ONE of the most experienced broadcasters in Scotland has won backing from a respected historian in his battle to keep his job after being told he is to be axed as part of the latest round of BBC Scotland cost-cutting.

Iain MacDonald, described as BBC Scotland's voice of the Highlands, plans to appeal the decision to let him go, after 34 years service, by April next year.

Ahead of a meeting today between the journalist and senior managers in Glasgow, Professor Jim Hunter, a leading historian who served two terms as chairman of Highlands and Islands Enterprise (HIE), made a personal appeal to BBC Scotland Director Ken MacQuarrie.

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He said: "People across the Highlands and Islands have been astonished and disappointed to hear the BBC has decided to get rid of Iain MacDonald.

"The manner in which Iain MacDonald has been treated suggests that none of his bosses in Glasgow have the faintest notion of how warmly this fine broadcaster is regarded.

"What most amazes me about this PR disaster for the BBC is that it's happened on the watch of a BBC Scotland Director, Ken MacQuarrie, who himself comes from our part of the world.

"I'd have expected Ken to have more of a feel for the Highlands and Islands. I very much hope that now this shambles has come to Ken's attention, he'll step in and sort it out."

The Herald approached the BBC for a response to Mr Hunter's remarks from Mr MacQuarrie. However, the press office reissued a previous statement relating to the cuts, pointing to the need to make a 16% cut in its local budget during the freeze on the licence fee until 2017.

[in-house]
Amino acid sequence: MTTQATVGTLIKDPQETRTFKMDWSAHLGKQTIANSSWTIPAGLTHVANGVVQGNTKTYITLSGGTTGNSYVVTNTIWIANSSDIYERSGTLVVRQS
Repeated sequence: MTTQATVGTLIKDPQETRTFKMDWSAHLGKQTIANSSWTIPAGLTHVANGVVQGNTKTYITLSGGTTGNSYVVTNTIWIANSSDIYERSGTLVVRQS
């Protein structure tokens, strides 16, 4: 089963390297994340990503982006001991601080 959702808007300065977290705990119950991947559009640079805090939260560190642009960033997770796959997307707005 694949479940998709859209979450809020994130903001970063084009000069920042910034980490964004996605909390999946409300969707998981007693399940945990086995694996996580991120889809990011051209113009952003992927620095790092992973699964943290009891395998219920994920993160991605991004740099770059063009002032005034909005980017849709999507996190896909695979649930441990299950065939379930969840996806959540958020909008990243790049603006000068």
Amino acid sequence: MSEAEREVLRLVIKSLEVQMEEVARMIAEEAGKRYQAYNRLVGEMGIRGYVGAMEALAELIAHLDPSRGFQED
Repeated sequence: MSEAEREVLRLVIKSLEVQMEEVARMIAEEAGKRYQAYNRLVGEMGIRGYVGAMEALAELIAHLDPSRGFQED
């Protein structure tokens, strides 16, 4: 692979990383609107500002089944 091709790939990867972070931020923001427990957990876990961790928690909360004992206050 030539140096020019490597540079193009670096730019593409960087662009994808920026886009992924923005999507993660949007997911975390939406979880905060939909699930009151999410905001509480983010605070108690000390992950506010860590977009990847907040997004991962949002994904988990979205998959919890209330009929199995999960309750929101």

It added: "We are determined to ensure the quality of output will not suffer as a result and BBC Scotland audiences can be assured that our coverage will remain authoritative, comprehensive and properly resourced.

"We continue to seek redeployment opportunities where possible."

Meanwhile, BBC Trust chairman Lord Patten told MPs former BBC director-general George Entwistle wanted more than the £450,000 pay-off he received.

He said Mr Entwistle wanted more than 12 months' salary to resign, despite being entitled to only half that amount.

He told the House of Commons Culture, Media and Sport Committee the settlement was "better than any other course of action" amid fears of an unfair dismissal claim.

Mr Entwistle was forced to quit after just 54 days in the job after BBC2's Newsnight wrongly implicated Lord McAlpine in a child abuse scandal.

Lord Patten said he told him: "We are not urging you to go but we are not urging you to stay."